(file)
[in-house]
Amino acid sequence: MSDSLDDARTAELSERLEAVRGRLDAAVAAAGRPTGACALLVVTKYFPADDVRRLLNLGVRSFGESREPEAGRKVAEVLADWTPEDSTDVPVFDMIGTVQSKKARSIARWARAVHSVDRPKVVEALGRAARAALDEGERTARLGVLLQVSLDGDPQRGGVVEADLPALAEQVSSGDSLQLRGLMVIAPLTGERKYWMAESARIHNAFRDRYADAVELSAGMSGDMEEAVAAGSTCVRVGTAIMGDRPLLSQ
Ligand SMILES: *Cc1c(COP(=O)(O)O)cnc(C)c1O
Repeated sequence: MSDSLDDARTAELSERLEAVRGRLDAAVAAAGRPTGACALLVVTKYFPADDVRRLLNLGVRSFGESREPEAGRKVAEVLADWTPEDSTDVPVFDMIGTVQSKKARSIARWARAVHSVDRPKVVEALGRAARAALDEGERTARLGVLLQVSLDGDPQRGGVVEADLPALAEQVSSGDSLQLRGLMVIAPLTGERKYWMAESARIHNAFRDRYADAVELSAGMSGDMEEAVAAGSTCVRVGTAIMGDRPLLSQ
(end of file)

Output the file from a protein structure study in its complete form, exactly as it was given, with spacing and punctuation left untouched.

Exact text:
[in-house]
Amino acid sequence: MSDSLDDARTAELSERLEAVRGRLDAAVAAAGRPTGACALLVVTKYFPADDVRRLLNLGVRSFGESREPEAGRKVAEVLADWTPEDSTDVPVFDMIGTVQSKKARSIARWARAVHSVDRPKVVEALGRAARAALDEGERTARLGVLLQVSLDGDPQRGGVVEADLPALAEQVSSGDSLQLRGLMVIAPLTGERKYWMAESARIHNAFRDRYADAVELSAGMSGDMEEAVAAGSTCVRVGTAIMGDRPLLSQ
Ligand SMILES: *Cc1c(COP(=O)(O)O)cnc(C)c1O
Repeated sequence: MSDSLDDARTAELSERLEAVRGRLDAAVAAAGRPTGACALLVVTKYFPADDVRRLLNLGVRSFGESREPEAGRKVAEVLADWTPEDSTDVPVFDMIGTVQSKKARSIARWARAVHSVDRPKVVEALGRAARAALDEGERTARLGVLLQVSLDGDPQRGGVVEADLPALAEQVSSGDSLQLRGLMVIAPLTGERKYWMAESARIHNAFRDRYADAVELSAGMSGDMEEAVAAGSTCVRVGTAIMGDRPLLSQ